fourth quarter really summed up Michigan's 31-3
thrashing of the Boilermakers.
After getting clocked by Michigan corner Jeremy
LeSueur and throwing his second interception of the
game to Michigan's Leon Hall, Orton picked himself
up, stumbled over to the Purdue sideline and leaned
on one of his linemen. Having been sacked six times
and facing relentless pressure all game, Orton could-
n't even support himself.
The Wolverines physically beat up the Boilermakers on
their way to the blowout win. Purdue coach Joe Tiller felt
that the physical dominance of Michigan's defense was
something his spread offense couldn't compete with.
"I thought physically we got tired," Tiller said. "There
were some real mismatches that we never recovered from."
But Michigan's win was more than just a big kid

bullying a little kid all over the field.
It's dominant win came as a result of near-perfect
execution of the defensive game plan, flawless special
teams play and several big-time plays from Michi-
gan's receiving corps.
The defensive game plan kept Purdue's offense guessing
all game - and the Boilermakers never guessed right.
"They did a hell of a job disguising their cover-
ages," Purdue receiver Taylor Stubblefield said. "We
didn't see a pattern at all in their defensive scheme. It
was hard to see when the blitzes were coming.
"I give their defense a lot of credit. It was very hard
for the offensive line and the quarterback to pick up."
With the way Michigan's defense was dancing
around all game, Orton could have used about 15
timeouts per half. Effective mixing of defensive sets
- moving defensive backs to the line and dropping
them back - left him helpless on several occasions.
Safety Ernest Shazor was the main beneficiary of
this, as he came in untouched twice on safety blitzes

and sacked Orton, forcing one fumble.
"Our kids played inspired football, and defensively
we set the tempo early," Carr said. "We had a great
game plan, and it was tremendous execution. We had
a group of guys who played hard and stuck together
and just refused to give in."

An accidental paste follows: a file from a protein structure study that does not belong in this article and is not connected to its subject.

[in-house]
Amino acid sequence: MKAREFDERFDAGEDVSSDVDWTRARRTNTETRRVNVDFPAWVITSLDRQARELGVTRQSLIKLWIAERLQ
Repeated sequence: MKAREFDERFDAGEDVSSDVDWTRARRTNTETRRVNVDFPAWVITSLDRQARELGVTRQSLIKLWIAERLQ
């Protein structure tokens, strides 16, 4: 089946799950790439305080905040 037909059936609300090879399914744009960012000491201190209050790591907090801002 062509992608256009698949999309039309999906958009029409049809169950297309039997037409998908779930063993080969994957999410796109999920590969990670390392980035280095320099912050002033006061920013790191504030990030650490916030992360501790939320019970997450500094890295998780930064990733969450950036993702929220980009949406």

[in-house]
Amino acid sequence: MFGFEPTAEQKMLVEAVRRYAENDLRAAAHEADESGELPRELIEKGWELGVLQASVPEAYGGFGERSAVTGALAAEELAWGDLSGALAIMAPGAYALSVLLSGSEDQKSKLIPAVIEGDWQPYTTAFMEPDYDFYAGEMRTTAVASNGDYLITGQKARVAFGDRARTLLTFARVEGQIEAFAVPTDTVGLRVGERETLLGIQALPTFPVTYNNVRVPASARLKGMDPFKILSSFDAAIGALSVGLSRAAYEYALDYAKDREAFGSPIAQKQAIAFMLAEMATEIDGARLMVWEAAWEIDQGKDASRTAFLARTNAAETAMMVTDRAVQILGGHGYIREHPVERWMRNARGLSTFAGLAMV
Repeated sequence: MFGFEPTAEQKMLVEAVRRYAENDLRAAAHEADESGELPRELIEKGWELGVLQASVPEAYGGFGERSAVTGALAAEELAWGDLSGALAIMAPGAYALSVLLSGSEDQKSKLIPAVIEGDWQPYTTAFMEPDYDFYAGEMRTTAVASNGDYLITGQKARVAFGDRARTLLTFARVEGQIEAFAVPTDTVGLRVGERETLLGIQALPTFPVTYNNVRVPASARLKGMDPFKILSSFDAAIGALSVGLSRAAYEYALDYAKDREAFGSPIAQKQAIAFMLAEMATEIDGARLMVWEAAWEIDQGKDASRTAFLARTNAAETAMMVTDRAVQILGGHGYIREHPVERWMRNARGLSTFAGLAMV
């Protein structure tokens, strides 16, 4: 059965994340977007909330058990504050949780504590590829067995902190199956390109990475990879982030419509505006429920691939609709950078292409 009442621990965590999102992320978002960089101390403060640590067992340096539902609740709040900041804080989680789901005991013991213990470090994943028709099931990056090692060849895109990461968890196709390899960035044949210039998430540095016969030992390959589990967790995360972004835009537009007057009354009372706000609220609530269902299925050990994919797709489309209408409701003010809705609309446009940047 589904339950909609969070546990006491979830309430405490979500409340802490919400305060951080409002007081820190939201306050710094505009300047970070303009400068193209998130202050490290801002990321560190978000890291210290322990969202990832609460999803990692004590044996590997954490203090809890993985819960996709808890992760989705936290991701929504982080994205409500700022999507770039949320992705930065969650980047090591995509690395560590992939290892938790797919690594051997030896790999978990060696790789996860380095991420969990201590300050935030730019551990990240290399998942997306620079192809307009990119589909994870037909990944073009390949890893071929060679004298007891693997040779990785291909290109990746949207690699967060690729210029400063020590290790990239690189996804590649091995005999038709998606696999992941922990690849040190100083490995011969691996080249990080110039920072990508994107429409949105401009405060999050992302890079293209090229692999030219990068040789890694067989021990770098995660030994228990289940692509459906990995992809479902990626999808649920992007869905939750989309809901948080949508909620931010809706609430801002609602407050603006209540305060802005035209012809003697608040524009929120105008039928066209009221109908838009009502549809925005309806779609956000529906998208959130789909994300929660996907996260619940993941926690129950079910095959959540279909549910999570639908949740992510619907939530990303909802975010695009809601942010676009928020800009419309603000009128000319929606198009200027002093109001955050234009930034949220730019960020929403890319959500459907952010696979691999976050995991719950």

Michigan's special teams also deserved credit after
the game for winning the field position battle and giv-
ing the defense room to work with.
Steve Breaston didn't have any video-game punt
returns for a touchdown this time, but he still aver-
aged more than 10 yards per return and made good
decisions with the ball. Punter Adam Finley might
have had his best game of the season, punting seven
times for an average of 43 yards per punt.
"The kicking game was outstanding," John Navarre
said. "They gave us great opportunities and field
position, and we were able to take advantage of it."
Finally, Michigan's receivers used all their tools to
See BOILERMAKERS, Page 5B

------------ A

Michigan-Michigan State rivalry revived

By Daniel Bremmer
Daily Sports Writer
CHICAGO - Rivalries are what
sports are made of, and it doesn't get
any better than Duke versus North
Carolina.
If it wasn't for this heated rivalry,

students at the two schools wouldn't
camp out overnight for a chance to
see these storied basketball pro-
grams square off against each other
each year.
As one of the best rivalries in sports
- let alone basketball - the Duke-

North Carolina
rivalry was at its
strongest when two
legendary coaches
- Duke's Mike
Kryzewski and
North Carolina's

t $oog

day in Chicago. "I said that when we
were bad. I said that when they were
bad. And now that we're both pretty
good, I'll say it again."
Over the past five years, the Spar-
tans have ruled the state of Michigan
with an iron fist. Michigan State has
gone 8-2 against the Wolverines since
1998, with its last five wins coming
by 20 or more points - including a
51-point massacre of Michigan in
2000.
But last year in Ann Arbor, Michi-
gan showed that it wouldn't back
down without a fight in its 60-58 win
over the Spartans on Jan. 26.
"I think the sky's the limit as far as
that rivalry," Michigan senior Bernard
Robinson said. "Michigan State will
always be a great team, and coach
Amaker is doing the things to make us
become a great team."

time they step on the court, either
team could walk away with a 'W.'
"It's one of the best rivalries in the
country," Torbert said. "It's a big-time
rivalry every year coming in. You have
to give it your all or you're gonna
lose."
DAN THE MAN: Michigan sophomore
Daniel Horton was named to the Pre-
season All-Big Ten team by both the
coaches and media yesterday. Horton
averaged 15.2 points per game along
with 4.5 assists last year.
"I would've been surprised if he
wasn't (named to the team), given
what he's accomplished in his first
year," Amaker said. "I think it's a nice
thing. It's always nice to be recognized
as one of the best in your league, but
he knows as well as anyone that
you've gotta go and prove that.
"People predicted that he'd have a

Dean Smith - were at the helms of
their respective programs.
Now, with coach Tommy Amaker
securely holding onto the reigns at
Michigan and Tom Izzo leading
Michigan State, the Wolverines and
Spartans may be poised to have an in-
state rivalry similar to the legendary